Using a computer algorithm to scan images of the esophagus for signs of early esophageal cancer is nearly as accurate as top specialists. Early esophageal cancer can be easily missed, and only a handful of top specialists are skilled at detecting it.1
Barrett’s esophagus, abnormal tissues in the esophagus due to gastric irritation from prolonged reflux, is a major risk factor for developing esophageal cancer. Reflux is more common in overweight and obese people. Because of the risk of esophageal cancer, people with Barrett’s esophagus undergo regular endoscopy. However, only a handful of medical specialists are capable of detecting the earliest stages of esophageal cancer. Thus, the cancer can be missed when it begins and is easiest to treat. After the cancer reaches an advanced stage, its 5-year survival rate is lower than 50%.
This research came from a collaboration between a top specialist in Barrett’s esophagus, Erik Schoon, MD, Catharina Hospital, Eindhoven, the Netherlands, and an image analysis expert, Peter de With, PhD, Eindhoven University of Technology, The Netherlands. They combined their expertise in Barrett’s esophagus and in image analysis methods.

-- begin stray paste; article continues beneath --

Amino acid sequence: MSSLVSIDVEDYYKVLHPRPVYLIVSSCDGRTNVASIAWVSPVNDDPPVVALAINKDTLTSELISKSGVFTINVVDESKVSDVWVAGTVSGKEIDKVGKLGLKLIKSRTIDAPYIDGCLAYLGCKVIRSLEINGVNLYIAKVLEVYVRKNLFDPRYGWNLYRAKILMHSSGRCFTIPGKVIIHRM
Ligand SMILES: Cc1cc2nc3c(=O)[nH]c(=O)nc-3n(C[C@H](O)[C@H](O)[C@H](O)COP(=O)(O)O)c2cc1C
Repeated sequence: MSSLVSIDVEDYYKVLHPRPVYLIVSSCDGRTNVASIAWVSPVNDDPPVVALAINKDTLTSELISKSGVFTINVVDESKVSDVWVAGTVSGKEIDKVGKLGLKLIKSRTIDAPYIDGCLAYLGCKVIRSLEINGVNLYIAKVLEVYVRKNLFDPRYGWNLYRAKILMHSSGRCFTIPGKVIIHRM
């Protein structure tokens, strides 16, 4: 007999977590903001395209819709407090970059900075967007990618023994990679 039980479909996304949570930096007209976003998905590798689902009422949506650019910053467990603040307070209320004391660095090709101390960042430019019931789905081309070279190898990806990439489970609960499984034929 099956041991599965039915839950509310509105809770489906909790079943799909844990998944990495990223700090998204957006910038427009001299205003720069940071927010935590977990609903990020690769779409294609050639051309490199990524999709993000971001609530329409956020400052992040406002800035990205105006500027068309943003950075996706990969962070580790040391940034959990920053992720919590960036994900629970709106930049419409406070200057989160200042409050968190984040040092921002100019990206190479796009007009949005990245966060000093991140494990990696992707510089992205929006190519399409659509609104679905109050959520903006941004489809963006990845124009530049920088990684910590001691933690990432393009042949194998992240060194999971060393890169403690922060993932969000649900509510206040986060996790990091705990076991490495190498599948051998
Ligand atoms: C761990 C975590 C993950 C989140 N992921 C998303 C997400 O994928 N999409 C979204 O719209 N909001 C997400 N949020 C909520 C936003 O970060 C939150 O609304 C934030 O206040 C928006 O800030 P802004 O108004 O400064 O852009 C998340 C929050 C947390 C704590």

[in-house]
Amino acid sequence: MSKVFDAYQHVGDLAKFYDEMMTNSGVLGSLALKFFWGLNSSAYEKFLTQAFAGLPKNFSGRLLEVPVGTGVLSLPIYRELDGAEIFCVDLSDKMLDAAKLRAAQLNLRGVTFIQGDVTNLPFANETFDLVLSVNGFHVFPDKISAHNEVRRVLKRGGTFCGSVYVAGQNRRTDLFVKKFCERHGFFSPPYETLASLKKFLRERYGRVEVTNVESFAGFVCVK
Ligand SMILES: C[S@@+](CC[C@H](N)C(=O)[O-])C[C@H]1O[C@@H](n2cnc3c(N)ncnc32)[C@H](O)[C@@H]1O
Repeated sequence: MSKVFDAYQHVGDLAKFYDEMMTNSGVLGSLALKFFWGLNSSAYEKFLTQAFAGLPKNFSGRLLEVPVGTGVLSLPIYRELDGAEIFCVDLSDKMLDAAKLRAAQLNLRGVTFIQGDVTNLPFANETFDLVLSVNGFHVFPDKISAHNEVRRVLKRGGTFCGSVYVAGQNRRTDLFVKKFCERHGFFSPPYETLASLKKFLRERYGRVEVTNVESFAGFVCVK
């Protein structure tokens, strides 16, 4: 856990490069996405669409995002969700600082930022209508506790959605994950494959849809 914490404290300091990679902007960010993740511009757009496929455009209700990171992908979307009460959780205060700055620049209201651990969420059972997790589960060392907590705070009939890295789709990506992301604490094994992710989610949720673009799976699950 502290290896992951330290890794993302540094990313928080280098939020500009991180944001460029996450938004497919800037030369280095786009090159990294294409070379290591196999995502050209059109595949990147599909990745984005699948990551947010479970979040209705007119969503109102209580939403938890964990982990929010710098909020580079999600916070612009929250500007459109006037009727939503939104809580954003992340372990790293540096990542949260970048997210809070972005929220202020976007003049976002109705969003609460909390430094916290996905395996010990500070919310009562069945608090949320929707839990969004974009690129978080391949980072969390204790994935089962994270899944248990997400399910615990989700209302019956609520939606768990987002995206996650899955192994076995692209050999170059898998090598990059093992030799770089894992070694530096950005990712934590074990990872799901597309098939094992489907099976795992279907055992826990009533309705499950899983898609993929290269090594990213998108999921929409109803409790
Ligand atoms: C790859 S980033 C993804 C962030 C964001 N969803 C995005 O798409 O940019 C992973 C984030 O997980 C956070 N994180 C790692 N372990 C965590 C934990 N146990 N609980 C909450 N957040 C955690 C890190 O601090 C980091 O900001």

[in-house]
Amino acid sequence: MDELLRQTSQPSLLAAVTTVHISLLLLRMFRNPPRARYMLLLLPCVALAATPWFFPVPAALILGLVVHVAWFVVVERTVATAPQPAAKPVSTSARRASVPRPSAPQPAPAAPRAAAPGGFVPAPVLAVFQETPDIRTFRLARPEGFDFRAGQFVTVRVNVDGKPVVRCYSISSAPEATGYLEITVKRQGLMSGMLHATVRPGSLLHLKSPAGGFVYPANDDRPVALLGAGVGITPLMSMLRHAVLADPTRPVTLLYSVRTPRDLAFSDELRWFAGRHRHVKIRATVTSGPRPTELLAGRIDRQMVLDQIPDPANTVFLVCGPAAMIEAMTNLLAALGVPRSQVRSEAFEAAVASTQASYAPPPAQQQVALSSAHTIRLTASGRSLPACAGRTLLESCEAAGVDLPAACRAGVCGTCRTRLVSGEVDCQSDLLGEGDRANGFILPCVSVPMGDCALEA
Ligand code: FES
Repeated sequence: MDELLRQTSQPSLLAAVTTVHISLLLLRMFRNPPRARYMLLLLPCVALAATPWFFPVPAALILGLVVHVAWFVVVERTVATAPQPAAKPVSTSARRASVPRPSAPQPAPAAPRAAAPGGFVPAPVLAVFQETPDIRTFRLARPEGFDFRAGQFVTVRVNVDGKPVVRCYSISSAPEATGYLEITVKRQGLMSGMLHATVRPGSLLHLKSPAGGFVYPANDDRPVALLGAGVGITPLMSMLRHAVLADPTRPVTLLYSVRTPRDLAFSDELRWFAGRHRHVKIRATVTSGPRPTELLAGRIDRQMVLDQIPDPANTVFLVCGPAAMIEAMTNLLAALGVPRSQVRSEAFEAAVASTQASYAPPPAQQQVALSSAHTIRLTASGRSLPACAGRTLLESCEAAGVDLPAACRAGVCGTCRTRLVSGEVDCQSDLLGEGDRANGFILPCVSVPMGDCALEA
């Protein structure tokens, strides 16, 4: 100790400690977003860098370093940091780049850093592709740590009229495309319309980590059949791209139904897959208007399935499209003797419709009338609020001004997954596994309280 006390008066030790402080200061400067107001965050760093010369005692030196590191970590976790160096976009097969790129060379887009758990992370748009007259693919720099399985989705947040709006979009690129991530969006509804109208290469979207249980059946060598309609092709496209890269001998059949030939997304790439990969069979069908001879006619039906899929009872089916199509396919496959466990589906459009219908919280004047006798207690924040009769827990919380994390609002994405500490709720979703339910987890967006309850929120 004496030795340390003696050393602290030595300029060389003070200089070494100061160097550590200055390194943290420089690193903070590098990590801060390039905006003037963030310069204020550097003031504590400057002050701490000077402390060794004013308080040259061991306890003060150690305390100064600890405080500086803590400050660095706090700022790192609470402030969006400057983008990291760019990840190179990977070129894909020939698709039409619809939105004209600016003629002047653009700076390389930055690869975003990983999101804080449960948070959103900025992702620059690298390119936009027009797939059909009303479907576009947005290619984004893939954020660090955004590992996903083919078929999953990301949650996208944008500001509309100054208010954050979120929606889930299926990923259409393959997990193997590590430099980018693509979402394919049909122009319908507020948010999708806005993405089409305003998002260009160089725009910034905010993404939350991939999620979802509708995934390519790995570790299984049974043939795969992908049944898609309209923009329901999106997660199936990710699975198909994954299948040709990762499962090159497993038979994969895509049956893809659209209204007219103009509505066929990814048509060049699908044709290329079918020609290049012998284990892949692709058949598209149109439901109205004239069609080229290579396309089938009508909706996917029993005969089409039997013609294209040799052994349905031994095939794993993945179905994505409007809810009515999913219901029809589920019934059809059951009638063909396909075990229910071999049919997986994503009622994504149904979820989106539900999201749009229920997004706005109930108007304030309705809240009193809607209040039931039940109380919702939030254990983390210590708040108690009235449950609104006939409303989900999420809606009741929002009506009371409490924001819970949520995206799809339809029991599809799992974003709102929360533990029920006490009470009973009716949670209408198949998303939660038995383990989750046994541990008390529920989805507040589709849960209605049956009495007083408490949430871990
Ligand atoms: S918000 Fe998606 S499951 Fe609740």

“Spectacular,” Schoon said of the results. “To recognize early forms of cancer in a Barrett’s esophagus is one of the most difficult things to do in our field.”
The researchers hope that this computer analysis method will become available in every hospital so it can help gastroenterologists to recognize the earliest stages of cancer. However, the software needs to be improved and made suitable for analyzing real-time video frames, then more extensive hospital testing is needed. The researchers predict that broad implementation is still 5 to 10 years away.
1. Van der Sommen F, Zinger S, Curvers WL, et al. Computer-aided detection of early neoplastic lesions in Barrett’s esophagus. Endoscopy. 2016 Apr 21. 2016;48(7):617-624.